Exploiting Interns Essay

1032 Words Jun 17th, 2013 5 Pages
RUNNING HEAD: Unpaid Internships

Exploiting Students: Harsh Reality of Unpaid Internships

In the article “Jobs Few, Grads Flock to Unpaid Internships,” Stephen Greenhouse writes about the harsh reality of internships in the United States (2012). Greenhouse, the labor and workforce reporter for The New York Times, explains in his article the specific stories of unpaid interns and lawsuits filed against companies who did not compensate these individuals. The internship programs that Greenhouse reports on oppress both women and men with unfair work expectations and poor opportunities for advancement. With the help of this article and other supporting materials, I will clarify the relationship between these unpaid, exploited
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She states that instead, one must voice opinions and demand to learn. Likewise, an intern should exercise his or her right to learn in order to be successful in future endeavors. If an intern is dissatisfied with the level of work he or she is performing, the student must look for different internships or opportunities to further his or her knowledge. Greenhouse’s article continues with explaining specific stories of unpaid interns practically bending over backwards for their employers in hopes of landing a future position. Many of these stressful internships have even begun to be seen as “sexual symbols” with little room for a student to complain (Schwartz, 2013). In many states, interns are not protected under laws such as sexual harassment because they are not technically considered a worker. In 2008, for example, a sexual harassment claim was turned away because the intern never “gained compensation for his or her work,” and therefore was not an employee (Schwartz, 2013).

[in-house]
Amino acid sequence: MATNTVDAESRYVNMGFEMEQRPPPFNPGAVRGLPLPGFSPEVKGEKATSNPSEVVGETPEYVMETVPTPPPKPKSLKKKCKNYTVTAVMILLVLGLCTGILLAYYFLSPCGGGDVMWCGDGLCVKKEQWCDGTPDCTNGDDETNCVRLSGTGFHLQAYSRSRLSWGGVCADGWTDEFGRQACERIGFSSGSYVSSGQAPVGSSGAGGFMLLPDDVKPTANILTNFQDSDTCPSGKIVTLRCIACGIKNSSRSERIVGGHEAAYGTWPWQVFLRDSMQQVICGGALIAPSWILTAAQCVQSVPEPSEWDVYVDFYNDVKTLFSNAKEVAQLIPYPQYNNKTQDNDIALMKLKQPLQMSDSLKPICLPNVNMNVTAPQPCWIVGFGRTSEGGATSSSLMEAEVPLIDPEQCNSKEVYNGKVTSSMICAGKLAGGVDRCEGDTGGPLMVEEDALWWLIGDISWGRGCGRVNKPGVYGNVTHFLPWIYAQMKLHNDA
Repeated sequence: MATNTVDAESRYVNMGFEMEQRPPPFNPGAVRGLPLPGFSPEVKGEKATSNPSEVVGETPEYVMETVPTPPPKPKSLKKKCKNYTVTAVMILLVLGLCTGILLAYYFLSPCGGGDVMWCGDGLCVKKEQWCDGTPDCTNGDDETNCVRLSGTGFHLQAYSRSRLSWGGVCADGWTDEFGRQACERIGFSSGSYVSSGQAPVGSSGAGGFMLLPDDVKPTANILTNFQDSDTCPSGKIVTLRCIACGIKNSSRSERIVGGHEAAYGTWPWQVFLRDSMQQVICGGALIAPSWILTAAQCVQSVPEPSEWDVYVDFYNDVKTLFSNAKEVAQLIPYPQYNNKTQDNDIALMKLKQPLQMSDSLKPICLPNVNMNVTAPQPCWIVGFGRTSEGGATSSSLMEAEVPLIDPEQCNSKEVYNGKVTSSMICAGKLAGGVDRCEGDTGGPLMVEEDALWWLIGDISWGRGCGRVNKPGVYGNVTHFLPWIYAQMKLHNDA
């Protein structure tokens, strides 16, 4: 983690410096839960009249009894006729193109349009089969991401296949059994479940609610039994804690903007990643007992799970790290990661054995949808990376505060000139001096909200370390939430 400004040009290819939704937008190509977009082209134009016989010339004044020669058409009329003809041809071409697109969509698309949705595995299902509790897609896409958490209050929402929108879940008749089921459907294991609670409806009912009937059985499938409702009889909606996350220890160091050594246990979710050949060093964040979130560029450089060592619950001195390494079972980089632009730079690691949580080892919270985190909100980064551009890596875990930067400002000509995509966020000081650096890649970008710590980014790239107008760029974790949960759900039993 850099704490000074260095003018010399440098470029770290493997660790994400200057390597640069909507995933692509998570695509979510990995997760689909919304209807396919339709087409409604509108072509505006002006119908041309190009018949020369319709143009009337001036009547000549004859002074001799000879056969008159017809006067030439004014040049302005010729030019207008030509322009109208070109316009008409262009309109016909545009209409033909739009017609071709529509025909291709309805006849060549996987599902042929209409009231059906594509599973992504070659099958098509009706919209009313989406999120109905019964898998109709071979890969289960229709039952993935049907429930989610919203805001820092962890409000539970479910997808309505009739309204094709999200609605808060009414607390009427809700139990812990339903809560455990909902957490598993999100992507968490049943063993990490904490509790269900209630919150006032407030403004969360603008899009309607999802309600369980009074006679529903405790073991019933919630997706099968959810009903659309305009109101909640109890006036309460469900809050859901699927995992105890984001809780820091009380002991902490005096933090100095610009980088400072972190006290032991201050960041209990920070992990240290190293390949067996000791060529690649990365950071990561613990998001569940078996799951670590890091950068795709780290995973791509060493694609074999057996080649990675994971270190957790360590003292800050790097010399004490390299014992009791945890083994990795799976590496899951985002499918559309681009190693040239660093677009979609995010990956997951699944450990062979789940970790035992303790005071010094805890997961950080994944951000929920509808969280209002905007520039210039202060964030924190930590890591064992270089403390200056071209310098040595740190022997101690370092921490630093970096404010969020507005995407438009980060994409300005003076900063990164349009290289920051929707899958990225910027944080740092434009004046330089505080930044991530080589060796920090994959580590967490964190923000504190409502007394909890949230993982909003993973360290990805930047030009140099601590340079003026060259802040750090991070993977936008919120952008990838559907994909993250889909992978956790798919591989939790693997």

Greenhouse also clarifies that there is little done to ensure that these interns are not exploited. Many of the students working for free in these positions are finding their extensive hours of hard work seemingly pointless in the long run. According to the National Association of Colleges and Employers, only thirty-seven percent of unpaid interns receive job offers after

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